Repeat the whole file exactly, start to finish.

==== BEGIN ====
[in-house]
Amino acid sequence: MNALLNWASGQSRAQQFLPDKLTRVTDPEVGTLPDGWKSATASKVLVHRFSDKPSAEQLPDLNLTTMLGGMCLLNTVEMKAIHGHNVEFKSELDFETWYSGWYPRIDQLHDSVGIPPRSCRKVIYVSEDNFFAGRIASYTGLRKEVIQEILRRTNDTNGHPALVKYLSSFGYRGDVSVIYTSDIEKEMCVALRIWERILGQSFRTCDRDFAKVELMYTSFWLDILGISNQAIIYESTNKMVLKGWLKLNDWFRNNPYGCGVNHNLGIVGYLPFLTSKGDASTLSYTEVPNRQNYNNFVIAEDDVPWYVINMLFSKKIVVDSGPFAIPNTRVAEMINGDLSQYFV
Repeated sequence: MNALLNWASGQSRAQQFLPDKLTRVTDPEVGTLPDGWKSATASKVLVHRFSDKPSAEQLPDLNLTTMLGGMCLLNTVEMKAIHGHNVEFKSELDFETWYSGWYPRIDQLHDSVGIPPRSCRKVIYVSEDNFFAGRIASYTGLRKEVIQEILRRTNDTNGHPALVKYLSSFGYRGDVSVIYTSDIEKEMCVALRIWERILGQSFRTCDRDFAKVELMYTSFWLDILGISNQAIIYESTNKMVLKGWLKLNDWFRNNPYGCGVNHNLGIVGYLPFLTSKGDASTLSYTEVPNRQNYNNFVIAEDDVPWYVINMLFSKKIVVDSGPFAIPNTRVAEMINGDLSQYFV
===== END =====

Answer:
[in-house]
Amino acid sequence: MNALLNWASGQSRAQQFLPDKLTRVTDPEVGTLPDGWKSATASKVLVHRFSDKPSAEQLPDLNLTTMLGGMCLLNTVEMKAIHGHNVEFKSELDFETWYSGWYPRIDQLHDSVGIPPRSCRKVIYVSEDNFFAGRIASYTGLRKEVIQEILRRTNDTNGHPALVKYLSSFGYRGDVSVIYTSDIEKEMCVALRIWERILGQSFRTCDRDFAKVELMYTSFWLDILGISNQAIIYESTNKMVLKGWLKLNDWFRNNPYGCGVNHNLGIVGYLPFLTSKGDASTLSYTEVPNRQNYNNFVIAEDDVPWYVINMLFSKKIVVDSGPFAIPNTRVAEMINGDLSQYFV
Repeated sequence: MNALLNWASGQSRAQQFLPDKLTRVTDPEVGTLPDGWKSATASKVLVHRFSDKPSAEQLPDLNLTTMLGGMCLLNTVEMKAIHGHNVEFKSELDFETWYSGWYPRIDQLHDSVGIPPRSCRKVIYVSEDNFFAGRIASYTGLRKEVIQEILRRTNDTNGHPALVKYLSSFGYRGDVSVIYTSDIEKEMCVALRIWERILGQSFRTCDRDFAKVELMYTSFWLDILGISNQAIIYESTNKMVLKGWLKLNDWFRNNPYGCGVNHNLGIVGYLPFLTSKGDASTLSYTEVPNRQNYNNFVIAEDDVPWYVINMLFSKKIVVDSGPFAIPNTRVAEMINGDLSQYFV